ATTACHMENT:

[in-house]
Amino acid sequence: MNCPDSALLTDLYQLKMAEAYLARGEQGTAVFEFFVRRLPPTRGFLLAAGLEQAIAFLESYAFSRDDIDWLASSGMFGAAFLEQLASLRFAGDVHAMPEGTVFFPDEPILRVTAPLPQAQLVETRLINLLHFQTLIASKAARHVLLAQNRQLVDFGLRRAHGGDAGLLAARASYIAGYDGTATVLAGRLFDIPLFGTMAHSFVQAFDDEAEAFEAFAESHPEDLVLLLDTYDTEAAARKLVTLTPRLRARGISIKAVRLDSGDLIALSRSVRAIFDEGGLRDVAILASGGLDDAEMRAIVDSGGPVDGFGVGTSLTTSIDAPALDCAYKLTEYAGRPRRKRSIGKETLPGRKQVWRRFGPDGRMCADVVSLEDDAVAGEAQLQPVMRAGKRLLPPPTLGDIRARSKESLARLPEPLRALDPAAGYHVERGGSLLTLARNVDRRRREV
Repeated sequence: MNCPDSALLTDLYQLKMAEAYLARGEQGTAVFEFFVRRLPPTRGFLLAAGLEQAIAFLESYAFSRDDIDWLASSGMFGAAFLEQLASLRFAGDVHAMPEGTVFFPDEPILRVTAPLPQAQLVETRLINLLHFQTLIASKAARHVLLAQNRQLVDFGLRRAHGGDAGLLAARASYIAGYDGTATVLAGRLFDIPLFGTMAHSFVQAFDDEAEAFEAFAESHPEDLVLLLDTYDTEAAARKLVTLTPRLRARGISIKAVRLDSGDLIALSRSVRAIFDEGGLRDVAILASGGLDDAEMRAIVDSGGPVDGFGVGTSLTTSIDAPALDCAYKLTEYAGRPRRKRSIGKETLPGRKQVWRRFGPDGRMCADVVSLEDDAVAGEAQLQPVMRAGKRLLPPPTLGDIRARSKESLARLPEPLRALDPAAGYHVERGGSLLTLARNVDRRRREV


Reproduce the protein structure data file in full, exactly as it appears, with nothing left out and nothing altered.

[in-house]
Amino acid sequence: MNCPDSALLTDLYQLKMAEAYLARGEQGTAVFEFFVRRLPPTRGFLLAAGLEQAIAFLESYAFSRDDIDWLASSGMFGAAFLEQLASLRFAGDVHAMPEGTVFFPDEPILRVTAPLPQAQLVETRLINLLHFQTLIASKAARHVLLAQNRQLVDFGLRRAHGGDAGLLAARASYIAGYDGTATVLAGRLFDIPLFGTMAHSFVQAFDDEAEAFEAFAESHPEDLVLLLDTYDTEAAARKLVTLTPRLRARGISIKAVRLDSGDLIALSRSVRAIFDEGGLRDVAILASGGLDDAEMRAIVDSGGPVDGFGVGTSLTTSIDAPALDCAYKLTEYAGRPRRKRSIGKETLPGRKQVWRRFGPDGRMCADVVSLEDDAVAGEAQLQPVMRAGKRLLPPPTLGDIRARSKESLARLPEPLRALDPAAGYHVERGGSLLTLARNVDRRRREV
Repeated sequence: MNCPDSALLTDLYQLKMAEAYLARGEQGTAVFEFFVRRLPPTRGFLLAAGLEQAIAFLESYAFSRDDIDWLASSGMFGAAFLEQLASLRFAGDVHAMPEGTVFFPDEPILRVTAPLPQAQLVETRLINLLHFQTLIASKAARHVLLAQNRQLVDFGLRRAHGGDAGLLAARASYIAGYDGTATVLAGRLFDIPLFGTMAHSFVQAFDDEAEAFEAFAESHPEDLVLLLDTYDTEAAARKLVTLTPRLRARGISIKAVRLDSGDLIALSRSVRAIFDEGGLRDVAILASGGLDDAEMRAIVDSGGPVDGFGVGTSLTTSIDAPALDCAYKLTEYAGRPRRKRSIGKETLPGRKQVWRRFGPDGRMCADVVSLEDDAVAGEAQLQPVMRAGKRLLPPPTLGDIRARSKESLARLPEPLRALDPAAGYHVERGGSLLTLARNVDRRRREV